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The Kansas City Defender is a nonprofit news site for young Black audiences across the Midwest
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March 15, 2018, 2:37 p.m.

How City Bureau concocted its first in-person meeting for its stakeholders to help design its future

The original idea for the Documenters Summit, like many of our best laid plans, started with a simple question: How do we create a space where our 300+ Documenters (some of the most civically engaged people in the city) can connect, collaborate and have a hand in designing our collective work?

(For those who are new to this: 👋 Our Documenters program trains and pays people to document local public meetings and engage in the production of journalism through our media lab. City Bureau hosts regular trainings for Documenters and the general public on a journalistic skills like interviewing, note-taking, mobile photography and FOIA.)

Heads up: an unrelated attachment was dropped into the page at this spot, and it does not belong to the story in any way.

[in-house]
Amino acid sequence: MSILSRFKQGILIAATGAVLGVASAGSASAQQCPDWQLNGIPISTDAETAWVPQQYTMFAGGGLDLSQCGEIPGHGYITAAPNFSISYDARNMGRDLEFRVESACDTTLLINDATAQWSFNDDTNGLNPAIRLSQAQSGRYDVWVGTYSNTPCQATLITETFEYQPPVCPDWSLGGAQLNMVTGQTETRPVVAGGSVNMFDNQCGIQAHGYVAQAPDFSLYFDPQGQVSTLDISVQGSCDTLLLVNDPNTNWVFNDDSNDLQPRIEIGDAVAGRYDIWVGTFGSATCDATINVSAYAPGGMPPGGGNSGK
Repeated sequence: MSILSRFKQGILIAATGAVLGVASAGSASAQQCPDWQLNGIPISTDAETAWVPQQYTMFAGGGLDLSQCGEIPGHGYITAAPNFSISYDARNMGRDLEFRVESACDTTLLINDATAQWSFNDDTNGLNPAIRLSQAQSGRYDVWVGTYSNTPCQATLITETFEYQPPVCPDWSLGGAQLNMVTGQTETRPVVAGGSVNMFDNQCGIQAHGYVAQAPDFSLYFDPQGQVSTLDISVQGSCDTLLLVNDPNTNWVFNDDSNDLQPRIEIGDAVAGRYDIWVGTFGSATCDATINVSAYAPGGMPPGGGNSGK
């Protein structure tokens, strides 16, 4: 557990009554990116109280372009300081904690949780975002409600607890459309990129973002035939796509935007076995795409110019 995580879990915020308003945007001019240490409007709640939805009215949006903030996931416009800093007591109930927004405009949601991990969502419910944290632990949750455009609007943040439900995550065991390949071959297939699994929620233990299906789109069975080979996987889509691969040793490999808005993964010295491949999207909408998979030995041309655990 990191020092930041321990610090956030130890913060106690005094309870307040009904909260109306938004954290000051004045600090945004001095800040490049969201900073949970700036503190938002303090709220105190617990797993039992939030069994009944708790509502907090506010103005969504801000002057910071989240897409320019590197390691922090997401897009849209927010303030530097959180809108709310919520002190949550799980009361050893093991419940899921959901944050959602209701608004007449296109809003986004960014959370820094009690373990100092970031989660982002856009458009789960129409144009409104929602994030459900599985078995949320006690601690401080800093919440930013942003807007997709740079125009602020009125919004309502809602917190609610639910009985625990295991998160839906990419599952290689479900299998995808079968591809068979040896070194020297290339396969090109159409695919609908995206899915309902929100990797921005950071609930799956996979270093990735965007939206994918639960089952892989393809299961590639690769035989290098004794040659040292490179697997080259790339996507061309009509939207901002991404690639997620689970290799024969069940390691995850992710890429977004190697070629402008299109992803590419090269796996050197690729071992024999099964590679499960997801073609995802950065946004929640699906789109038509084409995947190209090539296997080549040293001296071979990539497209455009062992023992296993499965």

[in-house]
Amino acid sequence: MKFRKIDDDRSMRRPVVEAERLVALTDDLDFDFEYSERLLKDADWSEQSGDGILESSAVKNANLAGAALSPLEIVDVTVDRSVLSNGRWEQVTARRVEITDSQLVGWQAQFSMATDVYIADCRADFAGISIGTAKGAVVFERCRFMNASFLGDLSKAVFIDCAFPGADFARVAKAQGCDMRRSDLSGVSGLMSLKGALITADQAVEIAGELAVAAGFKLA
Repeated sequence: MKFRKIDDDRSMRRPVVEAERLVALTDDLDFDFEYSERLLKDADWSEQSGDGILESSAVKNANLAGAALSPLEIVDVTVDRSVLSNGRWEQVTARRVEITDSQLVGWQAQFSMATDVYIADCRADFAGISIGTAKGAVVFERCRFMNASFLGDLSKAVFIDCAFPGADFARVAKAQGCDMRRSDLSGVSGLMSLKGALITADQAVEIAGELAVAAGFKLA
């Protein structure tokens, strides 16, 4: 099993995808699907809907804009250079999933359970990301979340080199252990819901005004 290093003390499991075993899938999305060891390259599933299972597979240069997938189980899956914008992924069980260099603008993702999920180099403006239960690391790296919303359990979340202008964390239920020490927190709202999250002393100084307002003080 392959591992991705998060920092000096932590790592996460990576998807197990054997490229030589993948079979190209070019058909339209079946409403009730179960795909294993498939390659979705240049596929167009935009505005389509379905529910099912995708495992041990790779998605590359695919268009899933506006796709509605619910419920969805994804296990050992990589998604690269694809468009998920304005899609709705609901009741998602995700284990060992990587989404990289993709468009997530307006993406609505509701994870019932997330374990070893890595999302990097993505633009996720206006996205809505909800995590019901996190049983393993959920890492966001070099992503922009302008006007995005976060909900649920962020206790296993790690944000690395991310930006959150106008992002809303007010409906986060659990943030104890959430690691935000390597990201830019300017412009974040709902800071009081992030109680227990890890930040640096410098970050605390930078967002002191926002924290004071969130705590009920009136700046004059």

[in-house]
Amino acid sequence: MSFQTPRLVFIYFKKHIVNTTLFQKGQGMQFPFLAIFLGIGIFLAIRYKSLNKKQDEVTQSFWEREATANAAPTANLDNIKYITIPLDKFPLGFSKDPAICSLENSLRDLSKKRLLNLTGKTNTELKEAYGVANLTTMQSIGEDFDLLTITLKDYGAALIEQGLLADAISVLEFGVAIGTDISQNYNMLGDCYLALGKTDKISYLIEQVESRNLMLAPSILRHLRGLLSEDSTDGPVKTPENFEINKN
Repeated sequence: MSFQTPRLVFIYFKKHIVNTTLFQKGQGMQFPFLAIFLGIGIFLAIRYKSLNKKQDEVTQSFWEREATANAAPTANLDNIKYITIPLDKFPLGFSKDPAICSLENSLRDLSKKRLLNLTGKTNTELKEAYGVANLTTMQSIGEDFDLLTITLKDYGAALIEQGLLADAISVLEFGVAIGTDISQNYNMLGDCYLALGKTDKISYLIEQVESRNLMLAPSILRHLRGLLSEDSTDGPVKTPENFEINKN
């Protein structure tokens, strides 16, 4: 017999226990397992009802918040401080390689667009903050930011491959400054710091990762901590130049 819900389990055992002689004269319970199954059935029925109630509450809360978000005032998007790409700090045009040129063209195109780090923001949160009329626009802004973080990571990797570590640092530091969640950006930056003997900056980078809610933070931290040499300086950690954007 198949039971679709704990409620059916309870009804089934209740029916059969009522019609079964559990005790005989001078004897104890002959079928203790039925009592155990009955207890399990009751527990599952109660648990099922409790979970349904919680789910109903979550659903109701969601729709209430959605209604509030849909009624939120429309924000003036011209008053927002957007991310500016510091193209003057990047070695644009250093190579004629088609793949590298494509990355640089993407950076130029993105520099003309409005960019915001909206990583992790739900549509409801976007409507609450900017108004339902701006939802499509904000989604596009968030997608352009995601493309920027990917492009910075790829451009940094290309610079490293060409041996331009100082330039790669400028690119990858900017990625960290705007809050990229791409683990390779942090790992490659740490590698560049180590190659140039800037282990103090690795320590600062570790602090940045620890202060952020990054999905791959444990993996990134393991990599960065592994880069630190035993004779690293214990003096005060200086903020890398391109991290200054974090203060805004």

We’ve reported on how City Bureau is piloting a group of Documenters with WDET in Detroit, and how they don’t consider it citizen journalism. As co-founder and editorial director Darryl Holliday told me at the time: “We don’t need to qualify what people do as civic participants with the word ‘journalists.’ We want to support the people acting, engaging, leveraging power on their own terms without having to be journalists if they don’t want to.” Let’s let him continue:

Our solution was to design a Summit focused on building community, not the hard skills we usually teach. We wanted to share our lingering questions about the program and open our decision-making process to the very people who work within it. To do that, we knew we needed to create a “brave space,” as City Bureau’s Director of Community Engagement, Andrea Faye Hart, called it—where people feel comfortable weighing in, recognizing that feedback is an active, not-always-easy process.

City Bureau’s steps, which are handy for anyone interested in planning a community-focused meeting with their stakeholders:

  1. Define your goals (a.k.a know where you want to go and who needs to be there)
  2. Plan thoroughly — but leave room for the unexpected
  3. Lead from the middle — put attendees first
  4. Celebrate your community
POSTED     March 15, 2018, 2:37 p.m.
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